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Insulation: a Blanket for Your House

Insulation slows down the heat flow through a building's envelope. It works year-round to make your home more comfortable and energy efficient. In the winter, it slows heat loss and condensation buildup. During summer months, insulation reduces heat gain and helps keep your home cool.

Adding insulation to your home can cut heating and cooling costs 15 percent or more, depending on factors such as the amount of existing insulation in your home, house size, air leaks, personal energy use, and living habits. Many variables affect the exact amount you’ll save, but insulating your home is often a wise energy investment.

While every house is different, the basic rule of insulating is the same for all homes: Install insulation on any surface separating a heated space from an unheated space. Even if your home already has some insulation in these areas, there can be great benefits in adding more insulation, especially in your attic.

Recommendations vary for the amount of insulation necessary in particular locations for peak energy savings, depending on factors such as climate conditions, the sections of your home being insulated, and the kinds of materials used in your home’s construction.

Insulation is rate by R-values

The R-value (or thermal resistance) of insulation is a measure of its ability to resist heat loss or heat gain. The higher the R-value, the better a material insulates. It’s important to note that an insulation’s R-value is based on its performance with no air movement. Therefore, the effective R-value of a particular insulation may be much lower than its rated R-value, especially if the insulation is not properly installed—or if air leaks are not sealed before the insulation is added.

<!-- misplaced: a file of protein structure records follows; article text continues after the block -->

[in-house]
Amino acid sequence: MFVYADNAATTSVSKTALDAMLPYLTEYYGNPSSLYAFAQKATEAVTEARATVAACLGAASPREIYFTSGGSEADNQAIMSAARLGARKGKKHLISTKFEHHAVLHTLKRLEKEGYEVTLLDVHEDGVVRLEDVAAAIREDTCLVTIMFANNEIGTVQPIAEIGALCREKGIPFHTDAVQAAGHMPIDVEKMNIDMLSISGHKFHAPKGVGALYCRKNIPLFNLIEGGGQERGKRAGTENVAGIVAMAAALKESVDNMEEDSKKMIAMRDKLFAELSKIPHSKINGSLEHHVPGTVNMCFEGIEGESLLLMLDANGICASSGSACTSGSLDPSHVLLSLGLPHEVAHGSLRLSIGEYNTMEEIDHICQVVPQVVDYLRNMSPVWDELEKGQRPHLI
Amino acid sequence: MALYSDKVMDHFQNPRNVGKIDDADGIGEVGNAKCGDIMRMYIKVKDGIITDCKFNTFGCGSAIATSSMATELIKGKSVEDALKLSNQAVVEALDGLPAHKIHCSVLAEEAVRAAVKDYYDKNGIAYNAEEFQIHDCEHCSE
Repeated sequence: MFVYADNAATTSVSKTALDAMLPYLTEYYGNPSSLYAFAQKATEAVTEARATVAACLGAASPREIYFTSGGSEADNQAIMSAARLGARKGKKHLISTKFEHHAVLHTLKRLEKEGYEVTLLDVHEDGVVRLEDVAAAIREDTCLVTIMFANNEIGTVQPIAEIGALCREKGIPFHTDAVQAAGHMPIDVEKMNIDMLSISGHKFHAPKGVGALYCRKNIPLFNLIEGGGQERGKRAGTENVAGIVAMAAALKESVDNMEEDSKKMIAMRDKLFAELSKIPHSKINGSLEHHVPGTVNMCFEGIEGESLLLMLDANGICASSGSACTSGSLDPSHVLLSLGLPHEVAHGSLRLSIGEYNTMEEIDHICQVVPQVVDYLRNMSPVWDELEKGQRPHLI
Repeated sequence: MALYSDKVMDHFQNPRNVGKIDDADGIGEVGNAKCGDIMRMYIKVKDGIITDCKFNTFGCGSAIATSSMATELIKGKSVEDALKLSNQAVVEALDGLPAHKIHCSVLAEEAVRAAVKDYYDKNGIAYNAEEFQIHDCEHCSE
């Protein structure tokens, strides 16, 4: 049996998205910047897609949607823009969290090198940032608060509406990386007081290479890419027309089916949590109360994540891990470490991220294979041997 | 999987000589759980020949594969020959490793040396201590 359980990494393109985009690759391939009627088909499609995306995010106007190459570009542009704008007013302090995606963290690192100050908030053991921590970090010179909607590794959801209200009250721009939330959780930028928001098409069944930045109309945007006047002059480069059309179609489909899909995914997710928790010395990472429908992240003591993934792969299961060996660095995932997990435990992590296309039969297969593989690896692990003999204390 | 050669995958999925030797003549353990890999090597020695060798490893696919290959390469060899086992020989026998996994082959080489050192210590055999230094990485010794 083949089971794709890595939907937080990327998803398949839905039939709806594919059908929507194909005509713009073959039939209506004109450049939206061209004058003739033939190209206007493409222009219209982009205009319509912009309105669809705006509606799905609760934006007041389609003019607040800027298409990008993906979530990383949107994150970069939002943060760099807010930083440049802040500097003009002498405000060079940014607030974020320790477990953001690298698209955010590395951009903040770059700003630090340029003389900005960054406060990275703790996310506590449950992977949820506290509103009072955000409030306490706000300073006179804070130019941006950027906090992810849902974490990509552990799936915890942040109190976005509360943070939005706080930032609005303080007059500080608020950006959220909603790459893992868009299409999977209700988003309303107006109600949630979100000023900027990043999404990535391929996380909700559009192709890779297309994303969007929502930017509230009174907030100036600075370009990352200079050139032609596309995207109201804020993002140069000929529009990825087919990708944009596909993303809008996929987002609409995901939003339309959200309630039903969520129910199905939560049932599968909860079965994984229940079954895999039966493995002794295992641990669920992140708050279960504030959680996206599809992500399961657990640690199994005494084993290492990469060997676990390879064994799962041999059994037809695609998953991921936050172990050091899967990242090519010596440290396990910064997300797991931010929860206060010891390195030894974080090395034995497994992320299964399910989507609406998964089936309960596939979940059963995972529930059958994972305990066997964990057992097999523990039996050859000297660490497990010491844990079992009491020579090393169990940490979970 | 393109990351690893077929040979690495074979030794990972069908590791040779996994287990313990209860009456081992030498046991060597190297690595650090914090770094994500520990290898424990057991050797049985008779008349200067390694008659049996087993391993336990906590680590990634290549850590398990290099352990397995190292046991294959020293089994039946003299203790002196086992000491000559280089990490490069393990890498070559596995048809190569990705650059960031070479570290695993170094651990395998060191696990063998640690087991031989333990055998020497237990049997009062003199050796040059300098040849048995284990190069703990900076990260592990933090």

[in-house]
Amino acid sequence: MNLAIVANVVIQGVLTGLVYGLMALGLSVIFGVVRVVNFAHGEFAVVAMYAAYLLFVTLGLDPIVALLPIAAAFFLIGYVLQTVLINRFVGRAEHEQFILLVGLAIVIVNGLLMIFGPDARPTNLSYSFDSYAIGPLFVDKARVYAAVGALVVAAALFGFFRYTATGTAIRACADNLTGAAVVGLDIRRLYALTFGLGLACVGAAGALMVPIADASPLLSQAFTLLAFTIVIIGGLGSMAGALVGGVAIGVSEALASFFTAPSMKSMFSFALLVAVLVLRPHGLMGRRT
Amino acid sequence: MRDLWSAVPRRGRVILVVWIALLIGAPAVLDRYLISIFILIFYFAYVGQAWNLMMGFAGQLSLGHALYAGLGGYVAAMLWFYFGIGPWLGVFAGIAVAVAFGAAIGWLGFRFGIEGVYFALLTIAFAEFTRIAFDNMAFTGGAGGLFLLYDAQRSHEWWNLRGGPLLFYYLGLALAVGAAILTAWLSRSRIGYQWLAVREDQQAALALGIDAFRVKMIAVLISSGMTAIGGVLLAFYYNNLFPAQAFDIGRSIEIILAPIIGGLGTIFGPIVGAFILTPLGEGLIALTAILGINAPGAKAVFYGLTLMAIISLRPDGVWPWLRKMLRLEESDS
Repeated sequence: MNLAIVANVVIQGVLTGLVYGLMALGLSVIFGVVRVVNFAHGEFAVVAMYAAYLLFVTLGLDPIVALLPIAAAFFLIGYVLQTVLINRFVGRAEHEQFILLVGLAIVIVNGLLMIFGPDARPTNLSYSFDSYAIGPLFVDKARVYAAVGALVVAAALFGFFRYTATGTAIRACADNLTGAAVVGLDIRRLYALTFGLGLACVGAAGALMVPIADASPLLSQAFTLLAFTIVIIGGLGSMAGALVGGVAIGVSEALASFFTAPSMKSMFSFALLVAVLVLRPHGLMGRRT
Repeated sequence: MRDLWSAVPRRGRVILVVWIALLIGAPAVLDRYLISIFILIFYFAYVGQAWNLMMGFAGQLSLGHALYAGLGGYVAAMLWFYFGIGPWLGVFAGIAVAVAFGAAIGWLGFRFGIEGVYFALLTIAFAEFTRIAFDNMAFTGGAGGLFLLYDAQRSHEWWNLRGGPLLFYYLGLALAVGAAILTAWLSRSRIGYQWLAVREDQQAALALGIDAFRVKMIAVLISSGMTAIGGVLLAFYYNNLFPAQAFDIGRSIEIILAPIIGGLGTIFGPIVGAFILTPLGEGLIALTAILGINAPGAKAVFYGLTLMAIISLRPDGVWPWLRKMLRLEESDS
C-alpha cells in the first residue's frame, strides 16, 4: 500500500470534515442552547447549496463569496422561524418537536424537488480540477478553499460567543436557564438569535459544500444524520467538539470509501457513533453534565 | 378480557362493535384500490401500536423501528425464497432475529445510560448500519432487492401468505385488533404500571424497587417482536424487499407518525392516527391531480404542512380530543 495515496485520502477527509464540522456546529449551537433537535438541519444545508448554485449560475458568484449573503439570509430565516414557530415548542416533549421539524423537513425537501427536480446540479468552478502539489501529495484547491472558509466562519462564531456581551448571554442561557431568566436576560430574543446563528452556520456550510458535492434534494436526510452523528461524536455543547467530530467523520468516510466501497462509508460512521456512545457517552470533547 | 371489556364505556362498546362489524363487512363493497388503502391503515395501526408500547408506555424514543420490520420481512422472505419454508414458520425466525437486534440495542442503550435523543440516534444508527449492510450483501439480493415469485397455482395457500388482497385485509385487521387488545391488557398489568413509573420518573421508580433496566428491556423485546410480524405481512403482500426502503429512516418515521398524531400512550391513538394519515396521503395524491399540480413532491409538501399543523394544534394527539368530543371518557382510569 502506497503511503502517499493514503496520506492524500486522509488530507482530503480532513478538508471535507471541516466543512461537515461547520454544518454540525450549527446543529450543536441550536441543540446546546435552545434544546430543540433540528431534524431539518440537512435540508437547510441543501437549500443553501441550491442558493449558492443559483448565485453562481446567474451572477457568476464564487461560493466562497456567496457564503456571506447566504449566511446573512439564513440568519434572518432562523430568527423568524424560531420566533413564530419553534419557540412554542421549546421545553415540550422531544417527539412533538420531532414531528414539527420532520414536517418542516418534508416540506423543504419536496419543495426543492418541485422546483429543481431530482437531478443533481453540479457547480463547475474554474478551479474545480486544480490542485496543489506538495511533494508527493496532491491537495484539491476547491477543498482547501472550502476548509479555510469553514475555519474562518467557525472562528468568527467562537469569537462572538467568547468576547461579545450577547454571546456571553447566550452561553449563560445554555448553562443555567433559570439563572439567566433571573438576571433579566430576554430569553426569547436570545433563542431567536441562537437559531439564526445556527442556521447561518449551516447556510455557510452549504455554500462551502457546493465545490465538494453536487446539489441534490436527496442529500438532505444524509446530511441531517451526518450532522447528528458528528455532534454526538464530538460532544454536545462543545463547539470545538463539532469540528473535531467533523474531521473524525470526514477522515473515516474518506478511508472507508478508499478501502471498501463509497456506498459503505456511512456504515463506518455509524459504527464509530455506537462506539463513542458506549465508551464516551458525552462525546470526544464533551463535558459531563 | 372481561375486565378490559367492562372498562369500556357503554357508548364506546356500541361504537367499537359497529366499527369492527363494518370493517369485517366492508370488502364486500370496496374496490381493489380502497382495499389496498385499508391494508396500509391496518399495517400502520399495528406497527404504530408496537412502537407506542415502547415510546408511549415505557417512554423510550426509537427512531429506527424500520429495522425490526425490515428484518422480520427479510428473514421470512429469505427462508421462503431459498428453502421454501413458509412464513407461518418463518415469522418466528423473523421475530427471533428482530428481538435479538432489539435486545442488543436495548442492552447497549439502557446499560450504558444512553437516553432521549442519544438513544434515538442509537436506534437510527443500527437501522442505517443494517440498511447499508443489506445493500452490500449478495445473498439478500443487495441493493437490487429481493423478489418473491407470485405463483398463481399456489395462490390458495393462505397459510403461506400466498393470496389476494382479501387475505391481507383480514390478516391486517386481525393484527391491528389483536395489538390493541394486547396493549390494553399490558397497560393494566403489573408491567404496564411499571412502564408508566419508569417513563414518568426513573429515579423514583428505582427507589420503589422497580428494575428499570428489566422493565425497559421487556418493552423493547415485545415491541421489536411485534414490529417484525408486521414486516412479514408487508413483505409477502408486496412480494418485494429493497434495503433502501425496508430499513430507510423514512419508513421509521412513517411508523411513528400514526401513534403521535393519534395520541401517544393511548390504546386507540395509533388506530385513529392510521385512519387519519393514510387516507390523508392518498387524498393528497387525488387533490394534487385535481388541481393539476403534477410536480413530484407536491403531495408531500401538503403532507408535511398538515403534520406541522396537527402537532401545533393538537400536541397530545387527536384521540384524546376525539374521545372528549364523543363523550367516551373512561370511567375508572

When you go shopping for insulation, it’s important to remember that the product with the highest R-value per inch may not be the most cost-effective one. For example, when insulating a basement wall to an R-12 value, using 3 inches of an R-4 per inch insulation material might be less expensive than using 2 inches of an R-6 per inch product. To get the most insulating value for your money, compare the total costs of insulating an area to a specific R-value.

In addition, blown or loose-fill insulation materials will settle after installation, reducing their effective R-value by 10 percent or more. (Dense-pack cellulose for use in wall or floor cavities, however, has negligible settling.) Be sure to check the manufacturer’s specifications before you buy insulation, and follow supplied charts to ensure adequate long-term coverage.

Finally, some types of insulation—such as dense-packed cellulose, polyurethane, and polyisocyanurate—combine both an air-sealing barrier and insulation in one step. Some insulation products also serve as a vapor retarder when properly installed. When comparing products, carefully consider the costs and benefits of doing the entire job: insulation, air-sealing, and vapor retarder.


Loose-fill vermiculite or perlite may be found in older homes but is no longer used for home insulation. Because of the risk of asbestos in some vermiculite, it is strongly recommended that homeowners do not disturb these materials. In some cases, insulation can be installed over vermiculite in attic locations—but only by trained insulation contractors. Should vermiculite removal be necessary, a licensed asbestos removal company must be engaged.

Knob & tube wiring

Although less frequently seen in homes as wiring has been updated, there are still some places where the old “knob and tube” wiring exists. Consisting of cloth-insulated wires that run over and through ceramic knobs and tubes in wall studs and joists, this type of wiring can be very hazardous. Over time, the wire insulation deteriorates, thus exposing bare wires. Additionally, if the wires are covered by insulation, heat can build up, leading to a potential fire. In fact, it is illegal to install insulation over knob and tube wiring in an attic and other locations. The only remedy is to completely replace the entire wiring system, allowing for proper insulation—and increased safety.